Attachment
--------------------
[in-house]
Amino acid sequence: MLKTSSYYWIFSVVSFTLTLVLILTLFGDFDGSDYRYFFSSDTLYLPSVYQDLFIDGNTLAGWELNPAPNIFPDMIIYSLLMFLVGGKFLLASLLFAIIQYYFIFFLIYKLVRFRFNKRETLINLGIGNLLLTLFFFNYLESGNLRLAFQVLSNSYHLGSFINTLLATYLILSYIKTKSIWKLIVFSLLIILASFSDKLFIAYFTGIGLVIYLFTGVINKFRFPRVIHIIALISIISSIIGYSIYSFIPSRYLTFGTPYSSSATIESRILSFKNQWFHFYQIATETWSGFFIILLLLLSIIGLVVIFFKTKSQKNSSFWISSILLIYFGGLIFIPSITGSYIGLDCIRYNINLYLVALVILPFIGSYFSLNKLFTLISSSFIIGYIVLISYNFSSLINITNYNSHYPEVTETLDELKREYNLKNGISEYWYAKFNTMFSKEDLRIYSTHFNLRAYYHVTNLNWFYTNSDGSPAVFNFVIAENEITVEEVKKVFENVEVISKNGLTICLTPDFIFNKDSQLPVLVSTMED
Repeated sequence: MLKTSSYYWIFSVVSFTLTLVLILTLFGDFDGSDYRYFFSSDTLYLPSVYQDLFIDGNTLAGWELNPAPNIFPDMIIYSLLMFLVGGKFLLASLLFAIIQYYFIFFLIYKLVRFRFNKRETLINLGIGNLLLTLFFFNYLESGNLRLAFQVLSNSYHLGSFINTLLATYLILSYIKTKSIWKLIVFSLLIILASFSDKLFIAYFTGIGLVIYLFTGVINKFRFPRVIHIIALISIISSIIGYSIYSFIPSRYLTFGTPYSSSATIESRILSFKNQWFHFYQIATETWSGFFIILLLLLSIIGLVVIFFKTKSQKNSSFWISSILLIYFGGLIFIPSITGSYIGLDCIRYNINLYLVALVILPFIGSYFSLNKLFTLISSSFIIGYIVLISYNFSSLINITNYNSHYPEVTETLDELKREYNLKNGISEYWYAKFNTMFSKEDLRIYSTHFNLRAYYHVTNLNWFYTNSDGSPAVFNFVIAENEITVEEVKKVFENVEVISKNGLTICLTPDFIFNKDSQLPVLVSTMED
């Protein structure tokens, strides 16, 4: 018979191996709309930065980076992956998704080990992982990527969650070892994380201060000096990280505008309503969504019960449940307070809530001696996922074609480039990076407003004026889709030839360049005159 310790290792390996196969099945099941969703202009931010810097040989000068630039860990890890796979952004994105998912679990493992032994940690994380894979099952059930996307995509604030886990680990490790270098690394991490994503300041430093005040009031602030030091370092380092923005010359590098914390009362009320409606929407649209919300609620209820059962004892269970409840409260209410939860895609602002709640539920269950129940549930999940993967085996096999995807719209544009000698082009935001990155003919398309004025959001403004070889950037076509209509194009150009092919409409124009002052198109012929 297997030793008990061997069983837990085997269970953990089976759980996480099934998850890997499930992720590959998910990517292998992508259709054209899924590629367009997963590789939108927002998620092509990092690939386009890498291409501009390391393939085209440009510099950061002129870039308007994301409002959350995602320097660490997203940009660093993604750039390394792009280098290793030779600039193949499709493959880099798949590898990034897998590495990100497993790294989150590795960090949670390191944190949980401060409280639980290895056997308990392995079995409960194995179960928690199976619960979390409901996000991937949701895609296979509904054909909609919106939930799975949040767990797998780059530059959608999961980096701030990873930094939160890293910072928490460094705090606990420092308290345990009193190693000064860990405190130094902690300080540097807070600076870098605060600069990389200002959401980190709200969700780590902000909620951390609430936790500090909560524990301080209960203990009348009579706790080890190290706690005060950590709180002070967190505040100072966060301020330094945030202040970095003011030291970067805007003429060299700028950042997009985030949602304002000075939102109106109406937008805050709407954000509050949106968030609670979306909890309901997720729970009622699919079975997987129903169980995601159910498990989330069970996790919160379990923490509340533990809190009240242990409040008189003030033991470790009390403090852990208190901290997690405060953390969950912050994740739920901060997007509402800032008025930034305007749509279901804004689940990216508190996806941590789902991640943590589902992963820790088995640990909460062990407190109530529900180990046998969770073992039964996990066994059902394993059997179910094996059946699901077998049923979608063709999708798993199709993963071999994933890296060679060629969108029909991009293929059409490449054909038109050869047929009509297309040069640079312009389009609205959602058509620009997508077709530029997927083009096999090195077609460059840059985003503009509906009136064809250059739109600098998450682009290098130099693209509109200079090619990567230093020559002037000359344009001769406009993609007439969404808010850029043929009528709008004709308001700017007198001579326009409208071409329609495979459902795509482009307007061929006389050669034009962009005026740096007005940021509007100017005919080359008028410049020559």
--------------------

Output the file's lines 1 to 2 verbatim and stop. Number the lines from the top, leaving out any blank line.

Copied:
[in-house]
Amino acid sequence: MLKTSSYYWIFSVVSFTLTLVLILTLFGDFDGSDYRYFFSSDTLYLPSVYQDLFIDGNTLAGWELNPAPNIFPDMIIYSLLMFLVGGKFLLASLLFAIIQYYFIFFLIYKLVRFRFNKRETLINLGIGNLLLTLFFFNYLESGNLRLAFQVLSNSYHLGSFINTLLATYLILSYIKTKSIWKLIVFSLLIILASFSDKLFIAYFTGIGLVIYLFTGVINKFRFPRVIHIIALISIISSIIGYSIYSFIPSRYLTFGTPYSSSATIESRILSFKNQWFHFYQIATETWSGFFIILLLLLSIIGLVVIFFKTKSQKNSSFWISSILLIYFGGLIFIPSITGSYIGLDCIRYNINLYLVALVILPFIGSYFSLNKLFTLISSSFIIGYIVLISYNFSSLINITNYNSHYPEVTETLDELKREYNLKNGISEYWYAKFNTMFSKEDLRIYSTHFNLRAYYHVTNLNWFYTNSDGSPAVFNFVIAENEITVEEVKKVFENVEVISKNGLTICLTPDFIFNKDSQLPVLVSTMED